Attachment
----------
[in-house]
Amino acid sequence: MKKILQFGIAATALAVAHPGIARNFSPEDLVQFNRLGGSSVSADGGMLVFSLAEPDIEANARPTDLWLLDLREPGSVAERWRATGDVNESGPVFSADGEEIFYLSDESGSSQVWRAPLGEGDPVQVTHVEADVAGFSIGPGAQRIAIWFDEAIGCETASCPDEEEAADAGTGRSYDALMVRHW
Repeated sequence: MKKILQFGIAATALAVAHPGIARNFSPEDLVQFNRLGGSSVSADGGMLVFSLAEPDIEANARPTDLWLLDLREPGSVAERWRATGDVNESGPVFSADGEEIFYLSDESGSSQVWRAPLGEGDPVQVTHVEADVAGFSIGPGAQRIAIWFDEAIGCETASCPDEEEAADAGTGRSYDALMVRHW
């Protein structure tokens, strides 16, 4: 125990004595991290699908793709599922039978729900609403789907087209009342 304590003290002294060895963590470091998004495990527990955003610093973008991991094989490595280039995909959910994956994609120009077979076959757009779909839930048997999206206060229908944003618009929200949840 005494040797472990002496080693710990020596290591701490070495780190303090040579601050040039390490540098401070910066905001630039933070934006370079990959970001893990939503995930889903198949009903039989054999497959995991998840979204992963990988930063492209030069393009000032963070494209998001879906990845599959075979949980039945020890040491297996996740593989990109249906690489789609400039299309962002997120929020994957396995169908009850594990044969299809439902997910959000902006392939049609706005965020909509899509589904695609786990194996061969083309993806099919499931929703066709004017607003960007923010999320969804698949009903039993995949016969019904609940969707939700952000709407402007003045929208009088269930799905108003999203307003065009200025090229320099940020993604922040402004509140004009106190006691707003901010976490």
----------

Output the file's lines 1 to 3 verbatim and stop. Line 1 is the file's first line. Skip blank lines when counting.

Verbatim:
[in-house]
Amino acid sequence: MKKILQFGIAATALAVAHPGIARNFSPEDLVQFNRLGGSSVSADGGMLVFSLAEPDIEANARPTDLWLLDLREPGSVAERWRATGDVNESGPVFSADGEEIFYLSDESGSSQVWRAPLGEGDPVQVTHVEADVAGFSIGPGAQRIAIWFDEAIGCETASCPDEEEAADAGTGRSYDALMVRHW
Repeated sequence: MKKILQFGIAATALAVAHPGIARNFSPEDLVQFNRLGGSSVSADGGMLVFSLAEPDIEANARPTDLWLLDLREPGSVAERWRATGDVNESGPVFSADGEEIFYLSDESGSSQVWRAPLGEGDPVQVTHVEADVAGFSIGPGAQRIAIWFDEAIGCETASCPDEEEAADAGTGRSYDALMVRHW